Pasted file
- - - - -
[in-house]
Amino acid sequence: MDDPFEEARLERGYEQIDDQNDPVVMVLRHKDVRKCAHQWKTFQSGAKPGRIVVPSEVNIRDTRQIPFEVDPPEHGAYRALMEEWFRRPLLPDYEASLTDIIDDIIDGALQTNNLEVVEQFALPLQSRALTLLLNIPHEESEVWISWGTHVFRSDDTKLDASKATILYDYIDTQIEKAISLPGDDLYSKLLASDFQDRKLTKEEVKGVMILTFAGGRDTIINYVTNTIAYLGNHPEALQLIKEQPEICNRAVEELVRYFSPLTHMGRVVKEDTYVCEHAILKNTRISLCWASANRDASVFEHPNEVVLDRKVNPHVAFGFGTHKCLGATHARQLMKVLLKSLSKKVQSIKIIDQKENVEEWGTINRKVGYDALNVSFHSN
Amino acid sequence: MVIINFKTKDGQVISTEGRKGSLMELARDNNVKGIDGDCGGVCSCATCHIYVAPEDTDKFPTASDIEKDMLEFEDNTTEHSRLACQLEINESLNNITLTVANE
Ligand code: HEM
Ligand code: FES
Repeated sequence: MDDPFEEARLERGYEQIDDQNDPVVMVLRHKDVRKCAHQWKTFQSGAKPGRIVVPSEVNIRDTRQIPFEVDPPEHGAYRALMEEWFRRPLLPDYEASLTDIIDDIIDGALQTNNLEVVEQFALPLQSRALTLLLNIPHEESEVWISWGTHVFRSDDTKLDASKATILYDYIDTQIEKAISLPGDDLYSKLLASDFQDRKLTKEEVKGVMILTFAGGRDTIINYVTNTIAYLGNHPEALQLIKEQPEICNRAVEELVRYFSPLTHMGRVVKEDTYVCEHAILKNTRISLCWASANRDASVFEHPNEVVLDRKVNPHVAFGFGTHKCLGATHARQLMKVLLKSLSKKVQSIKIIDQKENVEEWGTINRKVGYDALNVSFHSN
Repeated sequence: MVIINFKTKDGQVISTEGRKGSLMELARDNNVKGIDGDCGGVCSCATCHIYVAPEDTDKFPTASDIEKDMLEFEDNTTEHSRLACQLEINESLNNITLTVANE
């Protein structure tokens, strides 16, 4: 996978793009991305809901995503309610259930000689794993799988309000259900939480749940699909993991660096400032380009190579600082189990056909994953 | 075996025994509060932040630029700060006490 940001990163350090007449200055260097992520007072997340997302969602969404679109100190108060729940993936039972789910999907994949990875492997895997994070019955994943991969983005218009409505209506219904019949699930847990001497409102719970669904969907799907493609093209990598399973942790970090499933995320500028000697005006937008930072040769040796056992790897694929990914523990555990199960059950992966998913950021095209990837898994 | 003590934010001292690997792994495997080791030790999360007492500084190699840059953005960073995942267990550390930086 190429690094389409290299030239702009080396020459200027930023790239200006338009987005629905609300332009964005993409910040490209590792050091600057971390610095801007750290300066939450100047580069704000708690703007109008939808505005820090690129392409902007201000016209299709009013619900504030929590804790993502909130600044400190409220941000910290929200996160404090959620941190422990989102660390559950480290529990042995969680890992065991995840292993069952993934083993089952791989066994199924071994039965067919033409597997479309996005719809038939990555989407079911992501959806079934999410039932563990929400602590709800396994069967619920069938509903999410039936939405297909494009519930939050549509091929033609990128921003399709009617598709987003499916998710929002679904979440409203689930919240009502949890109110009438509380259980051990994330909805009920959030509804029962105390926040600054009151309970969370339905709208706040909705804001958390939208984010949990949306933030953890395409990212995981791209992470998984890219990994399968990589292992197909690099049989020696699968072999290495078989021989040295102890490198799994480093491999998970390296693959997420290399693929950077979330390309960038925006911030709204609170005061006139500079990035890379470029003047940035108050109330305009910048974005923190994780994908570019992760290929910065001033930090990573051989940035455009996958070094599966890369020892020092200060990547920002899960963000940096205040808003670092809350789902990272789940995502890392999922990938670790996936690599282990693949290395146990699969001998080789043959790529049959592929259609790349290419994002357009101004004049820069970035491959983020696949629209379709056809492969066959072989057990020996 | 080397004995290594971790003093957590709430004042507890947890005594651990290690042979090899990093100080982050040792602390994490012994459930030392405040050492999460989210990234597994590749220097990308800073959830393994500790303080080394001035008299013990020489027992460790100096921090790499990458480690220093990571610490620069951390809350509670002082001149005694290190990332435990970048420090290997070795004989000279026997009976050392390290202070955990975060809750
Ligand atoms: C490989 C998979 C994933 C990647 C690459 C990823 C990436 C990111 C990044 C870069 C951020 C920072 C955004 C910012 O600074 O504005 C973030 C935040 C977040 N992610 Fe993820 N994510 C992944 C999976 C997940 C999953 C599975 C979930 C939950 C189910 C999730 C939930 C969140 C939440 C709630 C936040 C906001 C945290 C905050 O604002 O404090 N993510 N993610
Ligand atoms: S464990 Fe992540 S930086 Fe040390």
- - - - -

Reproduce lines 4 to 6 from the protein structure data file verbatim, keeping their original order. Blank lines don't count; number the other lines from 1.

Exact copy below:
Ligand code: HEM
Ligand code: FES
Repeated sequence: MDDPFEEARLERGYEQIDDQNDPVVMVLRHKDVRKCAHQWKTFQSGAKPGRIVVPSEVNIRDTRQIPFEVDPPEHGAYRALMEEWFRRPLLPDYEASLTDIIDDIIDGALQTNNLEVVEQFALPLQSRALTLLLNIPHEESEVWISWGTHVFRSDDTKLDASKATILYDYIDTQIEKAISLPGDDLYSKLLASDFQDRKLTKEEVKGVMILTFAGGRDTIINYVTNTIAYLGNHPEALQLIKEQPEICNRAVEELVRYFSPLTHMGRVVKEDTYVCEHAILKNTRISLCWASANRDASVFEHPNEVVLDRKVNPHVAFGFGTHKCLGATHARQLMKVLLKSLSKKVQSIKIIDQKENVEEWGTINRKVGYDALNVSFHSN